Florida Consumers “Astonished” by Hikes in Property Insurance Rates
Florida real estate insurers are raising double-digit percentage rates, attributing the increases to lingering damage from past hurricanes, a wave of litigation and a law that encourages attorneys to sue by allowing courts to award them costs important.
Rate increases in Florida, the third-largest property insurance market among US states, are the highest in memory, according to some insurance agents and residents. One danger, they say, is that the new rates could make owning a Florida home unaffordable.
âI was flabbergasted,â said Karlos Horn, a 35-year-old law student who owns a four-bedroom single-family home in Hendry County, Florida. He said his premium doubled to $ 200 per month last August.
This equates to half of his mortgage payment of $ 400 and the biggest increase in his five years as a homeowner.
Florida’s property insurance market, which collected $ 56.6 billion in premiums in 2019, is unique and covers complex risks, including devastating hurricanes and the impact of climate change. Many insurers left the state after suffering heavy losses from Hurricanes Katrina and Wilma in 2005, leaving around 60 small and medium-sized businesses purchasing home insurance policies today.
Although there were no major weather events last year, some insurers are still grappling with claims from Hurricane Irma in 2017, said Logan McFaddin, an executive with the American Property Casualty Insurance Association. specializing in Florida.
They also face what McFaddin has described as âout of controlâ litigation in Florida, in part because of a law that may require insurers to pay âexcessive feesâ to attorneys in these cases. The practice has spurred a cottage industry of contractors and lawyers who sue insurers to replace an entire roof when only a few tiles are damaged, according to insurers.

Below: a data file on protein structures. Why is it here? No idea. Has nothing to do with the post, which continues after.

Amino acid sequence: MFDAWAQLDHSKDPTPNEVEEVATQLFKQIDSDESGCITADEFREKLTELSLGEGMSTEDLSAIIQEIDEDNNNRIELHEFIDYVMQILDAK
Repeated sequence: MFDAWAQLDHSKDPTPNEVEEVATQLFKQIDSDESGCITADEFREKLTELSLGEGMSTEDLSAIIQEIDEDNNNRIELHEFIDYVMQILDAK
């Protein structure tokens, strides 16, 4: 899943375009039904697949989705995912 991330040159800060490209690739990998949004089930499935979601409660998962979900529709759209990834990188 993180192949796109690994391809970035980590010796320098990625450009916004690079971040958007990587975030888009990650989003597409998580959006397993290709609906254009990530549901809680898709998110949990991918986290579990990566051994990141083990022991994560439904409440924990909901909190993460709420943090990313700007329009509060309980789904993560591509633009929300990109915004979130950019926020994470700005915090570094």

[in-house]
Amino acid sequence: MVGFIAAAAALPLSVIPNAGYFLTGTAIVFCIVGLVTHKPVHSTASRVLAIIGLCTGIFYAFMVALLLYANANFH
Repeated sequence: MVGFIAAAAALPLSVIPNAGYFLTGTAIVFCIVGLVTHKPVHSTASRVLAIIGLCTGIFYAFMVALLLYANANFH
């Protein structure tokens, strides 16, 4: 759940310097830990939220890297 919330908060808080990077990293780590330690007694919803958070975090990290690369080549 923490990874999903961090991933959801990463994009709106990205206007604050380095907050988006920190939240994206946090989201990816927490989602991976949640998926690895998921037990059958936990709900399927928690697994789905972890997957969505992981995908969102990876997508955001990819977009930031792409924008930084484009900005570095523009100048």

Other less dramatic problems, such as pipe leaks, occur at an “unusually high” frequency in Florida, often causing severe damage, including mold, constantly eating away at profits, said Charles Williamson, CEO of Vault , a Florida-based insurance exchange. for high net worth individuals.
Insurers also pass the cost of large rate hikes on to consumers for their own coverage, known as reinsurance, which kicks in after insurers pay a set amount of claims.
Florida’s national property insurers reported an underwriting loss of more than $ 1 billion for the first three quarters of 2020 and nearly $ 500 million in negative net income, according to the Florida Office of Insurance Regulation.
“Insurance companies understand that their role in our market is to pay claims,” ââFlorida Insurance Commissioner David Altmaier told Reuters. “The challenge is that when these claims are so much more expensive than expected, it creates uncertainty, it creates turmoil – and it needs to be resolved.”
Florida insurers have requested 105 rate hikes in the first ten months of 2020, Altmaier said. More than half of the increases approved by regulators were greater than 10%.
Last month, Altmaier testified before Florida lawmakers, including his take on roofing litigation. âWe really need to spend time on thisâ¦ find ways to mitigate this kind of activity,â he said.
Lee Gorodetsky, an insurance agent in Fort Lauderdale, Florida, said he had no recollection of such a rate hike in his 34-year career. âThe last two years have been the worst we’ve seen,â he said.
As prices rise, more consumers are turning to Citizens Property Insurance Corp., Florida’s insurer of last resort, which supports high-risk clients who cannot get other insurance. or have to pay extremely high tariffs.
Citizens have issued 545,000 policies as of February 5, a 23% increase from a year ago, and he expects the number to reach around 700,000 by the end of the year, said a spokesperson. The growth signals a larger and unhealthy market by showing that typical blanket is not as widely available, industry experts have said.
Insurers are hoping the Florida state government will approve the bill that would reduce the high litigation costs they have seen in recent years. The bill, if passed, would build on other reforms passed in 2019.
The measures would include limiting the fees that insurers must pay to lawyers in claims litigation, shortening the deadlines for filing claims and capping payments for roof replacement.
However, the bill could also undermine the ability of homeowners to assert legitimate claims, lawyers said. This would unfairly favor insurers, a lawyer said.
âIt’s a great business model where insurers can collect premiums and not be sued when they don’t immediately pay someone everything owed,â Tampa attorney Chip Merlin said, which represents the insured. âYou don’t have to be a rocket scientist to understand that it’s good for the insurance industry.
(Reporting by Suzanne Barlyn in Washington Crossing, Pa. Editing by Lauren Tara LaCapra and Matthew Lewis)
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